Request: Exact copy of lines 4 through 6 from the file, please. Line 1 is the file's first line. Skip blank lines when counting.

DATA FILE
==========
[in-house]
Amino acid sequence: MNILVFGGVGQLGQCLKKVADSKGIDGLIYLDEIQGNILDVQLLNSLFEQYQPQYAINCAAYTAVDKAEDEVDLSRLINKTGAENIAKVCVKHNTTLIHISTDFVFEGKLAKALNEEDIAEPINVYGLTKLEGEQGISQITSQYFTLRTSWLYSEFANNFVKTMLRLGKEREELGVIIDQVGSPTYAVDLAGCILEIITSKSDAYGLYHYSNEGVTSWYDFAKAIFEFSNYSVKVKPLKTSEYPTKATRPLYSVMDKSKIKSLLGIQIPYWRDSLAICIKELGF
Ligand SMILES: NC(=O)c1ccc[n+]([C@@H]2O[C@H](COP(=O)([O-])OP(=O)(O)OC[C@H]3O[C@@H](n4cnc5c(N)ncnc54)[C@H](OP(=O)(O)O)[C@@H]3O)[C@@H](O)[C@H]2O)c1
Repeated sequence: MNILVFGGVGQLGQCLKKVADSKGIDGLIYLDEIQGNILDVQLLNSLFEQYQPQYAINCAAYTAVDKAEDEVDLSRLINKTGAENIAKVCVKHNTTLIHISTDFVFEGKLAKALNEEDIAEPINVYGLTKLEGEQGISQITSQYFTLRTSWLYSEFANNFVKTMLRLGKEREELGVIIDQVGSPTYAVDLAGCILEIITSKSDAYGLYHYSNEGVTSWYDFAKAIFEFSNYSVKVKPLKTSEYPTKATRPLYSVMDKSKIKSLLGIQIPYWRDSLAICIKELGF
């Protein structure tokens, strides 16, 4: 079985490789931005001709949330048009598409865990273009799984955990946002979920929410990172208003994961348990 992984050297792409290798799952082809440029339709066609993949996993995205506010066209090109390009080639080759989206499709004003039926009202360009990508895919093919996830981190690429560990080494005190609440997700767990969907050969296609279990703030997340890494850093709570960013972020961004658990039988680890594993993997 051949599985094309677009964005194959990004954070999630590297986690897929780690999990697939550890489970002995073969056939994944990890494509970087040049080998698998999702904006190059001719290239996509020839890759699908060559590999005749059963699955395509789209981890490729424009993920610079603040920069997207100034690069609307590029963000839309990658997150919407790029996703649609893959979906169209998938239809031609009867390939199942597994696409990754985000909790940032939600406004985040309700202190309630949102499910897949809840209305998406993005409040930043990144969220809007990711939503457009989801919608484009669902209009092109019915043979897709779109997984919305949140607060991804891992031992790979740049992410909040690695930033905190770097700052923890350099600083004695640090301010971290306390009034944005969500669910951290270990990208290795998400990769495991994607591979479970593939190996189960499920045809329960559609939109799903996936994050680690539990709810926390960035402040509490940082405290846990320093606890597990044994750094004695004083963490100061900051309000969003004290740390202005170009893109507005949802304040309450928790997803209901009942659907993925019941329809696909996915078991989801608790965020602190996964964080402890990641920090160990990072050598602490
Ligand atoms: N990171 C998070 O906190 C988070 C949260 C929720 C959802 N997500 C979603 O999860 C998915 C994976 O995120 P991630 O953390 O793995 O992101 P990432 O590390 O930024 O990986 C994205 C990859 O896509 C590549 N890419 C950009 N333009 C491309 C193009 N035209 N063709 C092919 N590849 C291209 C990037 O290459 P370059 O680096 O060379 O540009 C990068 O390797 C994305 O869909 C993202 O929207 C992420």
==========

Repeated sequence: MNILVFGGVGQLGQCLKKVADSKGIDGLIYLDEIQGNILDVQLLNSLFEQYQPQYAINCAAYTAVDKAEDEVDLSRLINKTGAENIAKVCVKHNTTLIHISTDFVFEGKLAKALNEEDIAEPINVYGLTKLEGEQGISQITSQYFTLRTSWLYSEFANNFVKTMLRLGKEREELGVIIDQVGSPTYAVDLAGCILEIITSKSDAYGLYHYSNEGVTSWYDFAKAIFEFSNYSVKVKPLKTSEYPTKATRPLYSVMDKSKIKSLLGIQIPYWRDSLAICIKELGF
């Protein structure tokens, strides 16, 4: 079985490789931005001709949330048009598409865990273009799984955990946002979920929410990172208003994961348990 992984050297792409290798799952082809440029339709066609993949996993995205506010066209090109390009080639080759989206499709004003039926009202360009990508895919093919996830981190690429560990080494005190609440997700767990969907050969296609279990703030997340890494850093709570960013972020961004658990039988680890594993993997 051949599985094309677009964005194959990004954070999630590297986690897929780690999990697939550890489970002995073969056939994944990890494509970087040049080998698998999702904006190059001719290239996509020839890759699908060559590999005749059963699955395509789209981890490729424009993920610079603040920069997207100034690069609307590029963000839309990658997150919407790029996703649609893959979906169209998938239809031609009867390939199942597994696409990754985000909790940032939600406004985040309700202190309630949102499910897949809840209305998406993005409040930043990144969220809007990711939503457009989801919608484009669902209009092109019915043979897709779109997984919305949140607060991804891992031992790979740049992410909040690695930033905190770097700052923890350099600083004695640090301010971290306390009034944005969500669910951290270990990208290795998400990769495991994607591979479970593939190996189960499920045809329960559609939109799903996936994050680690539990709810926390960035402040509490940082405290846990320093606890597990044994750094004695004083963490100061900051309000969003004290740390202005170009893109507005949802304040309450928790997803209901009942659907993925019941329809696909996915078991989801608790965020602190996964964080402890990641920090160990990072050598602490
Ligand atoms: N990171 C998070 O906190 C988070 C949260 C929720 C959802 N997500 C979603 O999860 C998915 C994976 O995120 P991630 O953390 O793995 O992101 P990432 O590390 O930024 O990986 C994205 C990859 O896509 C590549 N890419 C950009 N333009 C491309 C193009 N035209 N063709 C092919 N590849 C291209 C990037 O290459 P370059 O680096 O060379 O540009 C990068 O390797 C994305 O869909 C993202 O929207 C992420």